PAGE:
Owen Jones: Here's the question... could you live on £67 a week?

Social contempt can appeal to low-paid workers who resent struggling while others 'milk the system'

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In a church in Birmingham Ladywood, one of Britain's poorest communities, I recently sat next to Edwina Currie as she lectured poor people that they were not really poor if they owned a mobile phone. Currie, a former Tory minister, had been sent there by the BBC to explain her fact-free assertion that no one had to choose between heating their homes and feeding themselves.

She had form: in the 1980s, she claimed northerners were dying from "ignorance and chips". She refused to budge even when I pointed out the tragic case of Mark and Helen Mullins. Mark walked a 12-mile roundtrip every day to a soup kitchen; their desperate circumstances drove them to suicide. Here was a damning indictment of Britain in 2011, but still Currie demanded the poor pull themselves up by their bootstraps.

I'm sure Currie felt vindicated by last week's Social Attitudes Survey. Even as the ranks of Britain's poor and unemployed have been swelled by economic crisis, social contempt has increased. 54 per cent of those surveyed felt that unemployment benefits were too high, compared with 35 per cent in 1983 – another era of dole queues. If the question had been, "Could you live on £67.50 a week?" – the actual value of Jobseekers Allowance for those aged 25 or above – it's a safe bet the results would have been rather different. Nearly two-thirds believed that one factor for child poverty was parents who "don't want to work". Scroungers and work-shy freeloaders: these are Britain's poor as far as millions are concerned.

It's a triumph for the Tory governments of the 1980s in which Currie served. Margaret Thatcher once argued that "there really is no primary poverty left in this country", putting some people's lack of money down to a "really hard fundamental character-personality defect". Unemployment and poverty were not social problems, they were individual failings – or so Thatcherism drummed into the minds of the British public.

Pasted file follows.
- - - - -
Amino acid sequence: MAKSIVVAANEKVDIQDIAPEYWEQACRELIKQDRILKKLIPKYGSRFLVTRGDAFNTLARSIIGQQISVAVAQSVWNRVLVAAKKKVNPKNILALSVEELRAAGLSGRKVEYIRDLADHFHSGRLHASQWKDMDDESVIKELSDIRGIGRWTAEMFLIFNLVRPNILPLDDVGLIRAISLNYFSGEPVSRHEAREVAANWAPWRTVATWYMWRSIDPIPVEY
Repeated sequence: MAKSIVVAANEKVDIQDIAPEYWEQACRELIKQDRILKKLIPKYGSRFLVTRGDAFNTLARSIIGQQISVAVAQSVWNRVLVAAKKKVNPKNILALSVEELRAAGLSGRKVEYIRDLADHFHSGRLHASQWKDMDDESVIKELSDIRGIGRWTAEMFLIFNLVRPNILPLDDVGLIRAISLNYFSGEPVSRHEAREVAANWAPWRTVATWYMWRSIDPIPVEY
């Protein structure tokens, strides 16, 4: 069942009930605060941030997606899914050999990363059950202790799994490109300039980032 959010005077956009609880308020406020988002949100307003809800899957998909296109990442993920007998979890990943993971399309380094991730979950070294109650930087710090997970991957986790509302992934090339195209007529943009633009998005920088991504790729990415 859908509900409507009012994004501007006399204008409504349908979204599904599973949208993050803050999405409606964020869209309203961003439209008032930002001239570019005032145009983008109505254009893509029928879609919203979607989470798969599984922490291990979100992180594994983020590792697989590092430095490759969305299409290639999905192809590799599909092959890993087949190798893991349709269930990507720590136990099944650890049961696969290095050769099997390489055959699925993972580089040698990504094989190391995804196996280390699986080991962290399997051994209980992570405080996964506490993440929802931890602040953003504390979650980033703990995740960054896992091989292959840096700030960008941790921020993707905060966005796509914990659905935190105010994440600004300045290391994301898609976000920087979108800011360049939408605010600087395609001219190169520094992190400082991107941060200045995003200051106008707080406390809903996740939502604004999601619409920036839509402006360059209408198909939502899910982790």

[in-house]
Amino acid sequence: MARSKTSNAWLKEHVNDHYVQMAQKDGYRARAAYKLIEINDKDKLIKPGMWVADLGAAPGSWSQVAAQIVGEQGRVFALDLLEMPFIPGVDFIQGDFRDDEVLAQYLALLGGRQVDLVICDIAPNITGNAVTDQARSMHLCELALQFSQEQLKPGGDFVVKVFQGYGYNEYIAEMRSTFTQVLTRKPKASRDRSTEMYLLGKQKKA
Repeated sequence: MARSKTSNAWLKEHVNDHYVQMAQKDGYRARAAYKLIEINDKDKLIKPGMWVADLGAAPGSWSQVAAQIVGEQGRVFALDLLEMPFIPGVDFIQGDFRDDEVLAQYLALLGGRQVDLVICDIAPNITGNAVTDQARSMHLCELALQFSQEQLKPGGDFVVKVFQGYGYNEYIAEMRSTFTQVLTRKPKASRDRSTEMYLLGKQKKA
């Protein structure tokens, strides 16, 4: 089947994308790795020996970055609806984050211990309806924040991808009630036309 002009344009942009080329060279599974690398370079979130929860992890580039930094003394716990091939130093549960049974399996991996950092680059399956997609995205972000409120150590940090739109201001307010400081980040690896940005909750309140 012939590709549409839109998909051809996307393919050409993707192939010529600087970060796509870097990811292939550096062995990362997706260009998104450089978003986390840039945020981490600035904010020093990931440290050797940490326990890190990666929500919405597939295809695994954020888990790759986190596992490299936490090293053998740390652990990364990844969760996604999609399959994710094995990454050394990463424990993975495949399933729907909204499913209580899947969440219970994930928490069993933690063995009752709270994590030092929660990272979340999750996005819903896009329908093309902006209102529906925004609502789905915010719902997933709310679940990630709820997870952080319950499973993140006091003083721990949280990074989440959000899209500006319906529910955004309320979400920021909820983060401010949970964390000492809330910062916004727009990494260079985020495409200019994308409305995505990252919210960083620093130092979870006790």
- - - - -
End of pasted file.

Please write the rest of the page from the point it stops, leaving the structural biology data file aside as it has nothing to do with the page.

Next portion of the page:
An integral part of the current Government's mission to turn a crisis of the market into a crisis of public spending has been to demonise benefit recipients. It was taken to its ugliest conclusion last week when a Government report suggested making chemotherapy patients prove they were too ill to work. Sections of the media happily fan this prejudice. When unemployed people make an appearance, it's invariably as the "scrounger". Channel 4's grotesque TV series The Fairy Jobmother featured the "feckless" being harangued back into work. The BBC's John Humphrys fronted The Future State of Welfare, condemning Britain's "dependency culture" and a "sense that the state owes us a living".

The reality of unemployed people desperate for work – like the 110,000 applications for Royal Mail's 18,000 temporary Christmas jobs – barely gets a mention. We don't even really talk about the unemployed any more: they're more likely to be "people on benefits", defining them not by lack of work, but by a reliance on taxpayers' money.

But it is Labour that must accept a large slice of responsibility for growing social contempt. Since the mid 1990s it has opted not to challenge the Thatcherite mantra of individual responsibility for social problems. Ed Miliband used his Conference speech to call for those in work to be given priority in social housing.

Forget the political rights or wrongs for a moment. It is a suicidal strategy for Labour to take. Failing to challenge – and even fuelling – social contempt simply increases potential support for the Conservatives. Those who hate "scroungers" most will never trust Labour to crack down ruthlessly enough: that's what the Conservatives are for. If Labour won't take on the consensus, the reality of unemployment and poverty will disappear from the public domain – and ever hardening social attitudes will cripple the party at the ballot box.

Social contempt can appeal to middle-class voters who resent spending their taxes on the undeserving, and low-paid workers who resent struggling to pay bills while others "milk the system". According to a survey by BritainThinks, it even includes benefit recipients who – belonging to a demonised group – are keen to distance themselves from "scroungers". A mass campaign revealing the reality of poverty and unemployment is desperately needed to shift public attitudes. Without such a crusade, there will be no political space to oppose benefit cuts or push for progressive policies like redistributing wealth. After all, if poverty is a product of individual failings, why have a welfare state at all?

The winners in all this will be the City firms who helped cause the crisis, and tax-dodging companies that deprive the Treasury of up to 60 times the amount lost through benefit fraud. How pleased they must be that those worse affected by their crisis are turning on each other, rather than on an ever-wealthier elite. As living standards plummet, misdirected anger could turn ugly. Unless there is a political game-changer, Canary Wharf will remain the glistening symbol of a City prospering while others suffer, a middle finger stuck up at the British public as they seethe with contempt for each other.

Owen Jones is the author of 'Chavs: the Demonisation of the Working Class'

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